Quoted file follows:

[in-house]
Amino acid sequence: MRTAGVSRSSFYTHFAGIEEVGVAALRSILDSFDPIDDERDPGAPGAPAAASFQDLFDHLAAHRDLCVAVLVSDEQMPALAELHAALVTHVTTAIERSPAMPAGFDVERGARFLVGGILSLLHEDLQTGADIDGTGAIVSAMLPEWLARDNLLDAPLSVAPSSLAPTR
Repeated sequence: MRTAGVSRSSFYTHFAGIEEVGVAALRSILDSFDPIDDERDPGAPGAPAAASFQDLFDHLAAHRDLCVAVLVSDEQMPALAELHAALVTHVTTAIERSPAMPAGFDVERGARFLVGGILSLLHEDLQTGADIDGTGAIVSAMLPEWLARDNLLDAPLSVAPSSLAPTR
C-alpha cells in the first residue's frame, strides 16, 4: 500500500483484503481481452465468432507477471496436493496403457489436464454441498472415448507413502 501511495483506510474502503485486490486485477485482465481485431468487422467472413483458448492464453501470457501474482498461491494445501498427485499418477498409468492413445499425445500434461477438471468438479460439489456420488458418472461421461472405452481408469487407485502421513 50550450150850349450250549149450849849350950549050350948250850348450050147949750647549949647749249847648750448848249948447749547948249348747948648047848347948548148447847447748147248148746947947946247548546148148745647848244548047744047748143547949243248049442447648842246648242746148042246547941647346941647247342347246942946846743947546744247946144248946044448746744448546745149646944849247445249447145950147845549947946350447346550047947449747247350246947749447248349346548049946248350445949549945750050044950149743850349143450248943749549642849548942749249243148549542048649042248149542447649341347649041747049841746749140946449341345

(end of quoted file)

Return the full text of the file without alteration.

[in-house]
Amino acid sequence: MRTAGVSRSSFYTHFAGIEEVGVAALRSILDSFDPIDDERDPGAPGAPAAASFQDLFDHLAAHRDLCVAVLVSDEQMPALAELHAALVTHVTTAIERSPAMPAGFDVERGARFLVGGILSLLHEDLQTGADIDGTGAIVSAMLPEWLARDNLLDAPLSVAPSSLAPTR
Repeated sequence: MRTAGVSRSSFYTHFAGIEEVGVAALRSILDSFDPIDDERDPGAPGAPAAASFQDLFDHLAAHRDLCVAVLVSDEQMPALAELHAALVTHVTTAIERSPAMPAGFDVERGARFLVGGILSLLHEDLQTGADIDGTGAIVSAMLPEWLARDNLLDAPLSVAPSSLAPTR
C-alpha cells in the first residue's frame, strides 16, 4: 500500500483484503481481452465468432507477471496436493496403457489436464454441498472415448507413502 501511495483506510474502503485486490486485477485482465481485431468487422467472413483458448492464453501470457501474482498461491494445501498427485499418477498409468492413445499425445500434461477438471468438479460439489456420488458418472461421461472405452481408469487407485502421513 50550450150850349450250549149450849849350950549050350948250850348450050147949750647549949647749249847648750448848249948447749547948249348747948648047848347948548148447847447748147248148746947947946247548546148148745647848244548047744047748143547949243248049442447648842246648242746148042246547941647346941647247342347246942946846743947546744247946144248946044448746744448546745149646944849247445249447145950147845549947946350447346550047947449747247350246947749447248349346548049946248350445949549945750050044950149743850349143450248943749549642849548942749249243148549542048649042248149542447649341347649041747049841746749140946449341345